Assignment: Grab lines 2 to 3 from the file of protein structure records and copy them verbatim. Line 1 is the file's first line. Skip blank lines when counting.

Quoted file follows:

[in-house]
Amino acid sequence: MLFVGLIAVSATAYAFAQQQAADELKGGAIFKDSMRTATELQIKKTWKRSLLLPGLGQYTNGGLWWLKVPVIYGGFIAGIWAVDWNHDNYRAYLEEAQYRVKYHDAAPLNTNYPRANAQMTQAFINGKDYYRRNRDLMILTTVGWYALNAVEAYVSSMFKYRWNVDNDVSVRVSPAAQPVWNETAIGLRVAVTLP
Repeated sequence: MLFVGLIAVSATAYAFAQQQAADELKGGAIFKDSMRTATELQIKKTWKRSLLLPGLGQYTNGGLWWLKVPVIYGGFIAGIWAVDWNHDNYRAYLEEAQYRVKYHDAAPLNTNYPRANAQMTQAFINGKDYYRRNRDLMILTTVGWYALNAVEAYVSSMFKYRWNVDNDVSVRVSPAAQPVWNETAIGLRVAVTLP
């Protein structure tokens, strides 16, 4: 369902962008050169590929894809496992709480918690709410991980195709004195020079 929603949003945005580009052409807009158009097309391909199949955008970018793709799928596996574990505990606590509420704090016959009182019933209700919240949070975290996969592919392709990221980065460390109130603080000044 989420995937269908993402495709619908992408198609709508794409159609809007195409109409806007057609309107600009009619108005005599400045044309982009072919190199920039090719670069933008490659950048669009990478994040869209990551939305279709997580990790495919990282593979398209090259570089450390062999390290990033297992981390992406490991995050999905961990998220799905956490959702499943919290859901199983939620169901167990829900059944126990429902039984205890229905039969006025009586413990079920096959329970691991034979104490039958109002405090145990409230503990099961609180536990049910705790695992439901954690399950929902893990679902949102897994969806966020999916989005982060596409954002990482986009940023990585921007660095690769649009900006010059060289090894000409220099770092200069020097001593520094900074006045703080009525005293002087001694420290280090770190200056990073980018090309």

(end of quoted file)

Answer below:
Amino acid sequence: MLFVGLIAVSATAYAFAQQQAADELKGGAIFKDSMRTATELQIKKTWKRSLLLPGLGQYTNGGLWWLKVPVIYGGFIAGIWAVDWNHDNYRAYLEEAQYRVKYHDAAPLNTNYPRANAQMTQAFINGKDYYRRNRDLMILTTVGWYALNAVEAYVSSMFKYRWNVDNDVSVRVSPAAQPVWNETAIGLRVAVTLP
Repeated sequence: MLFVGLIAVSATAYAFAQQQAADELKGGAIFKDSMRTATELQIKKTWKRSLLLPGLGQYTNGGLWWLKVPVIYGGFIAGIWAVDWNHDNYRAYLEEAQYRVKYHDAAPLNTNYPRANAQMTQAFINGKDYYRRNRDLMILTTVGWYALNAVEAYVSSMFKYRWNVDNDVSVRVSPAAQPVWNETAIGLRVAVTLP